Hospital worker says leaving EU had negative impact on NHS
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The number of A&E arrivals in England facing a delay of more than 12 hours between a decision to admit and being admitted increased sevenfold on last year, according to new NHS data. After a drop-off in attendances during the pandemic, major A&E departments were at their busiest on record. The extreme delays have been attributed to a growing number of hospital beds being taken up by patients who ought to be diverted to non-clinical social care, as well as critical staff shortages.
Almost a million patients faced a wait of over 12 hours after arriving in NHS England hospitals between April 2021 and March 2022.
According to the data, 976,284 patients spent over 12 hours in A&E from arrival, more than triple the previous year’s figure of 302,784.
However, NHS Digital noted that approximately 15,900 reports of patients waiting longer than 72 hours were excluded, as “it is considered unlikely that a patient would be in A&E for longer than 72 hours.”
The monthly average of attendances per day lasting over four hours has been creeping up since the pandemic, hitting a record high of 17,735 in March 2022.
The number of A&E arrivals in England facing a delay of more than 12 hours between a decision to admit and being admitted also increased sevenfold last year.
Between April 2021 and March 2022, 98,564 people spent over half a day in emergency rooms in waiting to be admitted.
This is almost a hundred times more than the 1,014 people that were recorded as having experienced a similar delay just six years ago, between 2015 and 2016.
Severe delays within the healthcare system have been attributed in part to staff shortages within the NHS, as full-time position vacancies hit their highest-ever levels this summer.
Jonathan White, Legal and Compliance Director at National Accident Helpline said: “Research conducted by the Nuffield Trust shows that the NHS in England is short of 12,000 hospital doctors and more than 50,000 nurses and midwives, with maternity services particularly under pressure.
“Not only is the NHS undergoing a staffing crisis, but current staff are under increased pressure and sick days are soaring due to anxiety, stress, and depression. As a result, the NHS is losing millions of full-time equivalent days and staff are having to increase their already heavy workloads.
“This persistent understaffing now poses a risk to staff and patient safety, as well as costing more as patients present later with more serious illness.
“There’s already a massive backlog the NHS is working through due to the disruption caused by Covid – now patients face waiting even longer for life-saving treatment which in turn poses serious health complications and for the NHS, potential legal consequences.”
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After falling during the pandemic, attendances to major A&E departments hit 16,600,587 over the past year – their highest level on record. A further 7,774,380 people attended minor injuries and walk-in centres.
Total attendances increased by almost seven million last year relative to the April 2020 to March 2021 period, soaring from 17,429,559 to 24,374,967 just as the NHS sought to tackle the backlog incurred during the pandemic.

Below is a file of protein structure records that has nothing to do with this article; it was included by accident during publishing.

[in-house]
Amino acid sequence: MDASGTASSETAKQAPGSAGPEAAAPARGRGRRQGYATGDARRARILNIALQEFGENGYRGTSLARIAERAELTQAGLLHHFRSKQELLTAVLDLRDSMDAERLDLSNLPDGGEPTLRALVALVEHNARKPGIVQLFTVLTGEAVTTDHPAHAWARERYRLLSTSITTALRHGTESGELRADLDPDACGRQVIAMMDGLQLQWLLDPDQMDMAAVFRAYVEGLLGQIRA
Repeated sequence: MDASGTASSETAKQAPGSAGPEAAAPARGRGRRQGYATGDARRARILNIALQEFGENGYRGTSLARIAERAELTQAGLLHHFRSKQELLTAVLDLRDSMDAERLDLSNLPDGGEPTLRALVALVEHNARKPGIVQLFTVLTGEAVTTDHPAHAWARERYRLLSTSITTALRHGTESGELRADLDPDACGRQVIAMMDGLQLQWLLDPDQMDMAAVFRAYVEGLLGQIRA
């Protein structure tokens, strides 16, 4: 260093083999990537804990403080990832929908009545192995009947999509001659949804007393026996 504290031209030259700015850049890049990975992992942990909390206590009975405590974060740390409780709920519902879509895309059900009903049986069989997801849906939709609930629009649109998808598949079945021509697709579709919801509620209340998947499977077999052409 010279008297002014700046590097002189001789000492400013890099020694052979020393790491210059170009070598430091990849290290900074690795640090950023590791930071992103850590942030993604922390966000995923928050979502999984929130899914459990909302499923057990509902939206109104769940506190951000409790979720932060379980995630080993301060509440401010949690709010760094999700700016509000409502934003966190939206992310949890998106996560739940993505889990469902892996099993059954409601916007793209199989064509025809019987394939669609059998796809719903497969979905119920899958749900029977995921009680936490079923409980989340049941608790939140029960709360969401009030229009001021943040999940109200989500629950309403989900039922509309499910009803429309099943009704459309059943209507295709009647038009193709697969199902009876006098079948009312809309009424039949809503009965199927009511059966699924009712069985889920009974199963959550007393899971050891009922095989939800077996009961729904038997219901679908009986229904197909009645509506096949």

The operational standard for A&E waiting times set out in the NHS Constitution dictates that 95 percent of patients should be admitted, transferred or discharged within four hours of arrival.
Last year, just 76.7 percent of A&E patients were treated within four hours – a record low and far less than the benchmark.
Incoming Health Secretary Therese Coffey has attributed the crisis to hospital patients that could be transferred to social care occupying beds for longer than necessary.
As such, part of the emergency plan she has proposed includes paying care homes in England to look after patients who are medically fit to leave hospital.
Speaking to BBC Radio 4 last week, Ms Coffey said: “People are clear that within the system there are people in hospital who don’t need to be in hospital, do need continuing care, but not necessarily in our acute hospitals.
“That’s why making sure we help patients get to the place where they need to be will open up the opportunity and capacity for more people to be treated in acute hospitals.”
The issue is also said to be contributing to delays within the ambulance service, as a lack of available beds in emergency rooms forces crews to queue and wait, preventing them from responding to new 999 calls.
According to separate NHS England data, in August, ambulances in England took an average of nine minutes and eight seconds to respond to the most severe emergency calls – significantly longer than the seven-minute target.
Looking at the second-most severe category of calls, covering conditions such as suspected strokes, chest pains, or major burns, the performance of ambulance services is even worse.
These calls should be responded to within 18 minutes, but every regional service in the country except Yorkshire took more than twice as long in August. The worst performance was recorded by the East of England Ambulance which took an average of one hour and one minute to reach the scene of an incident.
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